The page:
After O.J. Simpson was acquitted of murder, my reaction was that if I were ever accused of a serious crime, I would like to have a defence lawyer like Simpson's Johnnie Cochran.
And yesterday, after reading the report of retired judge Bernard Grenier's investigation into Option Canada, my reaction was that since I couldn't afford a lawyer like the late Cochran, I would like to be tried by a judge like Grenier.
Option Canada was alleged to be a secret slush fund set up by Ottawa to outspend the sovereignist side in the 1995 referendum campaign, in violation of Quebec law.
After the allegation was made last year in a book by sovereignist hard-liners Normand Lester and Robin Philpot (the latter an unsuccessful Parti Quebecois candidate in the March 26 election), Quebec's chief electoral officer, Marcel Blanchet, appointed Grenier to investigate.
In Grenier, federalists have finally found their Pierre-F. Cote. Cote was the chief electoral officer at the time of the 1995 referendum who minimized the significance of the rejection of valid No votes by sovereignist polling officials on the ground only a few voters had their votes stolen.
Lester and Philpot alleged Option Canada illegally spent $5.2 million during the referendum campaign, in addition to $5.1 million the official No committee was allowed to spend.
Grenier found of the $11.1 million spent by Option Canada and its parent organization, the now defunct Canadian Unity Council, before and during the 1995 campaign, only "about $539,460" was spent illegally. That's the equivalent of 11 per cent of the legal limit.
But Grenier further whittled down the significance of the violation. Since the official No committee spent $375,963 less than the legal limit, he reasoned, the federalist side benefitted from only $163,497 in illegal expenditures that couldn't have been made legally.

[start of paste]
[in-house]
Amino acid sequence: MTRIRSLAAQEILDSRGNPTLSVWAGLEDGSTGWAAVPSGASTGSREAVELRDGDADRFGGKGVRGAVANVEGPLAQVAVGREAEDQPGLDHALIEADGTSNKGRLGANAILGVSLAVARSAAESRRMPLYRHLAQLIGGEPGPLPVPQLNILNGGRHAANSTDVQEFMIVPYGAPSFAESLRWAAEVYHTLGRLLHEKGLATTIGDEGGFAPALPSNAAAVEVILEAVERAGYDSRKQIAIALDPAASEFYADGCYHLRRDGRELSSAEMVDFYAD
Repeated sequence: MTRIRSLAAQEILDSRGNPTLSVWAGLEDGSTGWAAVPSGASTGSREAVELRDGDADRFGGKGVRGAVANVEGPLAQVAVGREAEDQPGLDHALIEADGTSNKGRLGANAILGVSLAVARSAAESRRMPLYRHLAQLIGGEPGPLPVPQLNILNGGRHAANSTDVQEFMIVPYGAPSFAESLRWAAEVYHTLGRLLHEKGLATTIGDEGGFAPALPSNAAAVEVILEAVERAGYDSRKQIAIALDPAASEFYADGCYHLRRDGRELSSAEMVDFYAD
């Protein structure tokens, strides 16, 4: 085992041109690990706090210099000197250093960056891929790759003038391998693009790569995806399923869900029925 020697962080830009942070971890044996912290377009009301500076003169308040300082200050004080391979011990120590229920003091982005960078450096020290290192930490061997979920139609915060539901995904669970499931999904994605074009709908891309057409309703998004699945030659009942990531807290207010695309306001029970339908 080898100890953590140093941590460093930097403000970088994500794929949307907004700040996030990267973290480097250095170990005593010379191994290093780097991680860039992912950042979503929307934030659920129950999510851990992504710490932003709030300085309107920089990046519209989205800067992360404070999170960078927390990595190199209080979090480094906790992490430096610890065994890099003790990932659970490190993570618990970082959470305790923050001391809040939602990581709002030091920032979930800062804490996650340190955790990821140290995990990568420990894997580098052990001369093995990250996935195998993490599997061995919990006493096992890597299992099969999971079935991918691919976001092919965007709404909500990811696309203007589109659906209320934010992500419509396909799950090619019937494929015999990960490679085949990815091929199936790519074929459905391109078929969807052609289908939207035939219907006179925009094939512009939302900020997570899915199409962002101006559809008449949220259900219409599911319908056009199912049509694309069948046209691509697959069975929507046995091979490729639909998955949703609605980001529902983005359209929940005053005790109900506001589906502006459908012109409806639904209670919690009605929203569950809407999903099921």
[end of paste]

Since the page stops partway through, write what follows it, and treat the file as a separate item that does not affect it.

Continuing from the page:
So federalists exceeded the legal limit by only three cents on the dollar - sofa change, hardly enough to buy victory.
Federalists didn't need to spin Grenier's report to put it in the best possible light. Grenier had already done that for them.
Grenier described his report as an opinion, not a judgment, and said he didn't need to meet the standard for a criminal trial of proof beyond a reasonable doubt or for a civil case of a preponderance of proof. All he needed was "sufficient proof" to support his conclusions.
But having thus lowered the bar, he was then still reluctant to step over it. He bent so far backward to give the benefit of the doubt that he must have written his report while lying supine.
He praised the "quality and honesty of the work" by the BCP advertising firm, dismissing Lester's and Philpot's allegations against it as "unfounded." The two authors must regret having called in their book for just such an inquiry.
Concerning the role of Quebec Liberal Party officials, including Premier Jean Charest's present chief of staff, Stephane Bertrand, Grenier asks many more questions than he provides answers.
"Maybe" one or another of them wasn't "sufficiently vigilant" or should have been aware of some of Option Canada's illegal spending. The evidence is that "persons in authority in the QLP lacked vigilance." But since Grenier found insufficient evidence to blame any of them in particular, he ends up blaming no one.
He is less indulgent toward the official agent of the No committee, saying she did her work with "integrity" but, nevertheless, making her the fall girl for the committee for not ensuring Option Canada obeyed the law. But he absolves the committee's political leaders, including Charest, who as head of the federal Progressive Conservative Party was a vice-chairman, of any responsibility.
And nowhere in the 98 pages of the main body of his report is there a memorable phrase to provide an obvious headline to be taped to a baseball bat with which to beat Charest or other present-day federalist politicians over the head.
Charest described the report, accurately and with relief, as "a damp squib." He already has enough troubles without the report adding to them.
Federalists off the hook
The Judge bent so far backward to give the benefit of the doubt to the No side that he must have written his report lying supine